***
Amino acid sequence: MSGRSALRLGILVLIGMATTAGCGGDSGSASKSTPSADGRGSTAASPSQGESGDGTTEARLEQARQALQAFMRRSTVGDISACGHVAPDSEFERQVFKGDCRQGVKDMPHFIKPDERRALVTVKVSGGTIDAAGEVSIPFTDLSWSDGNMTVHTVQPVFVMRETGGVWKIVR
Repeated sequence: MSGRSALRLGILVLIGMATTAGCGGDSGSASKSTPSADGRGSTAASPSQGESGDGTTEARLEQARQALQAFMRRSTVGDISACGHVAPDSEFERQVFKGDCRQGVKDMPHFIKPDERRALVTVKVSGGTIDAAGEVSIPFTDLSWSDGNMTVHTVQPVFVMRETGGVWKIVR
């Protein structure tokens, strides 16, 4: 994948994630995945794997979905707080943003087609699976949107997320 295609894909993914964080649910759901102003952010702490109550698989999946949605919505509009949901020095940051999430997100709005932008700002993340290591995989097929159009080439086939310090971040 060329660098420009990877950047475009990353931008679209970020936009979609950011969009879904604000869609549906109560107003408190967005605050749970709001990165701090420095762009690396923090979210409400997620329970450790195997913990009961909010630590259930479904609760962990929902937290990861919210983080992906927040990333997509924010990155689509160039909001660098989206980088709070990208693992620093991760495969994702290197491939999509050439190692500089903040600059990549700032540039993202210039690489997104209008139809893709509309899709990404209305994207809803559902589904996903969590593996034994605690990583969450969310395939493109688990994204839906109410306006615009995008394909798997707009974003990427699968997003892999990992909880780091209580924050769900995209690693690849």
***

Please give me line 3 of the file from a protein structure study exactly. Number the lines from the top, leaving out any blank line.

């Protein structure tokens, strides 16, 4: 994948994630995945794997979905707080943003087609699976949107997320 295609894909993914964080649910759901102003952010702490109550698989999946949605919505509009949901020095940051999430997100709005932008700002993340290591995989097929159009080439086939310090971040 060329660098420009990877950047475009990353931008679209970020936009979609950011969009879904604000869609549906109560107003408190967005605050749970709001990165701090420095762009690396923090979210409400997620329970450790195997913990009961909010630590259930479904609760962990929902937290990861919210983080992906927040990333997509924010990155689509160039909001660098989206980088709070990208693992620093991760495969994702290197491939999509050439190692500089903040600059990549700032540039993202210039690489997104209008139809893709509309899709990404209305994207809803559902589904996903969590593996034994605690990583969450969310395939493109688990994204839906109410306006615009995008394909798997707009974003990427699968997003892999990992909880780091209580924050769900995209690693690849």